Speaking of speaking out and garden variety anti-semites, Al “Crown Heights riot” Sharpton, Louis “Satanic Jews” Farrakhan, Jesse “Hymietown” Jackson, Ilhan “Benjamins” Omar, and Linda “Stop humanizing Jews” Sarsour go unmentioned. Maybe toning down their agency – i.e., just refrain from fomenting antisemitism – would be enough? Did these leaders-of-color also witlessly absorb their antisemitism from white gentiles? Even so, do they have some responsibility for spreading it?

Professor Prescod-Weinstein is very well qualified to speak her epistemological conclusions to racial, ethnic, religious, sex, and gender intersectionality questions:

I proudly hail from the east Los Angeles neighborhood of El Sereno. The 63rd Black American woman* to earn a Ph.D. in physics, I am a descendant of Afro-Caribbean and Ashkenazi Jewish immigrants.
[link]

I am a proudly out and was a founding member of the American Astronomical Society Committee for Sexual-Orientation and Gender Minorities in Astronomy (SGMA), where I served as an executive member for six years.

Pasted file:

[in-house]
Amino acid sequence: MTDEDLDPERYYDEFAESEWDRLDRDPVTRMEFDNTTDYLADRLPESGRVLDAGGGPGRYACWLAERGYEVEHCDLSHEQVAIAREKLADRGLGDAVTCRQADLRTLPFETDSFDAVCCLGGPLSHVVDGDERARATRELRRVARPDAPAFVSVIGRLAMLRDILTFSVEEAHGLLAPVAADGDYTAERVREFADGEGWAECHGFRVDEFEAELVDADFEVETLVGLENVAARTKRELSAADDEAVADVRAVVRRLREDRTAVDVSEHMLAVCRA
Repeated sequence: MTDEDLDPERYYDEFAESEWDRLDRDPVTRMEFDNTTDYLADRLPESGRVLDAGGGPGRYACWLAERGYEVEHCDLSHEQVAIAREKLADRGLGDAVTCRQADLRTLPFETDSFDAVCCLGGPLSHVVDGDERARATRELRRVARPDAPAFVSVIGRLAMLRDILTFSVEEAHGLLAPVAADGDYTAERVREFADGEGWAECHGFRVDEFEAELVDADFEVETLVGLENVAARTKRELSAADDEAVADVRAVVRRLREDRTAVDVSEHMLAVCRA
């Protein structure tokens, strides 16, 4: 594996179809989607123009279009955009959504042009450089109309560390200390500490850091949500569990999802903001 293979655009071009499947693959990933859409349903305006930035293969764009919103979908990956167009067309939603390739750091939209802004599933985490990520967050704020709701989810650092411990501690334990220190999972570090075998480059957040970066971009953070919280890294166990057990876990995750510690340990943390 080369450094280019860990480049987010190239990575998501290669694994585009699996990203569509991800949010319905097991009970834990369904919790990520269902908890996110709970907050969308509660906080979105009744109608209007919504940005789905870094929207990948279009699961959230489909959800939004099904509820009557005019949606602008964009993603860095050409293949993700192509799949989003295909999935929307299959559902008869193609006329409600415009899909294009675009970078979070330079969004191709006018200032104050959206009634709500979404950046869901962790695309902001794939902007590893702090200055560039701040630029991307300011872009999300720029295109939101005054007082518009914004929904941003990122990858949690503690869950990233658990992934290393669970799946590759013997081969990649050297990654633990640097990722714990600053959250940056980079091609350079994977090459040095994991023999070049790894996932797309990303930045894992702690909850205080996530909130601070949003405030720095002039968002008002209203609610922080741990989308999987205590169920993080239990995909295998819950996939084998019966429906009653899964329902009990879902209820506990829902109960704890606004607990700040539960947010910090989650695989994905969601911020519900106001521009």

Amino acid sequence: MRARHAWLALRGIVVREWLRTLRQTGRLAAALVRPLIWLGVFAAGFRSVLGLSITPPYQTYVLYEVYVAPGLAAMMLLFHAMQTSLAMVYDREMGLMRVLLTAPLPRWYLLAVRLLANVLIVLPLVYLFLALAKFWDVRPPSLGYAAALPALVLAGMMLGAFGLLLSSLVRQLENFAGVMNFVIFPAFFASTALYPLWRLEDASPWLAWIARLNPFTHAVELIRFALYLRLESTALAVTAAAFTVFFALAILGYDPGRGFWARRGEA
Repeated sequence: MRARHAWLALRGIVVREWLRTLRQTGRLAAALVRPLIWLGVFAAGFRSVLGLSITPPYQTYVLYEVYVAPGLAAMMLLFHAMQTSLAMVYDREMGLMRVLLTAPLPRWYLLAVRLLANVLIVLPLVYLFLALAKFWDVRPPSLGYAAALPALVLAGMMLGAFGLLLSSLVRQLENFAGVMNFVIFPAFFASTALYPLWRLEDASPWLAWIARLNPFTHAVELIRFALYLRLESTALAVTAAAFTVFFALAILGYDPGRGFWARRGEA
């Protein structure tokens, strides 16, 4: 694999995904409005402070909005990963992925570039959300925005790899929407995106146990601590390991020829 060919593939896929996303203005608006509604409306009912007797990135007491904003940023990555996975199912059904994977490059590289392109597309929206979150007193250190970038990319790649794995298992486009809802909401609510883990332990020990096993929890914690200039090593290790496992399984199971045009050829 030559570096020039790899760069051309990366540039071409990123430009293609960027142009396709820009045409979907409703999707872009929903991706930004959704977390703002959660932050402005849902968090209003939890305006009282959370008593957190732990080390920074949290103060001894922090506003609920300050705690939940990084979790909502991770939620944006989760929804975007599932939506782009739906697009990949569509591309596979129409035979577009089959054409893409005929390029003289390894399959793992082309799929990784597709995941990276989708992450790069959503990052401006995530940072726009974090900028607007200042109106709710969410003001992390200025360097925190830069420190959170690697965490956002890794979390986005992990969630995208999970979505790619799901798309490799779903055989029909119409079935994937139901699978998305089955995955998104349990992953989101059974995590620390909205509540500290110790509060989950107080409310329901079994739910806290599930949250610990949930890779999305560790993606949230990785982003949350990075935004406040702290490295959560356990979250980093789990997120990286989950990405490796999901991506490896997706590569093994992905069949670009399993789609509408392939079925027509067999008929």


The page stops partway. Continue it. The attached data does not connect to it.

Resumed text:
[link]

She checks off more victimhood boxes than most. She has a PhD in physics. She enjoys a visible internet presence – writing dozens of articles for Medium. For example: Intersectionality as a Blueprint for Postcolonial Scientific Community Building

One wonders how she is allowed any agency as a gay, black, female of Jewish descent. Her example is inversely proportional to her theory.

John Kerry, belatedly, proven right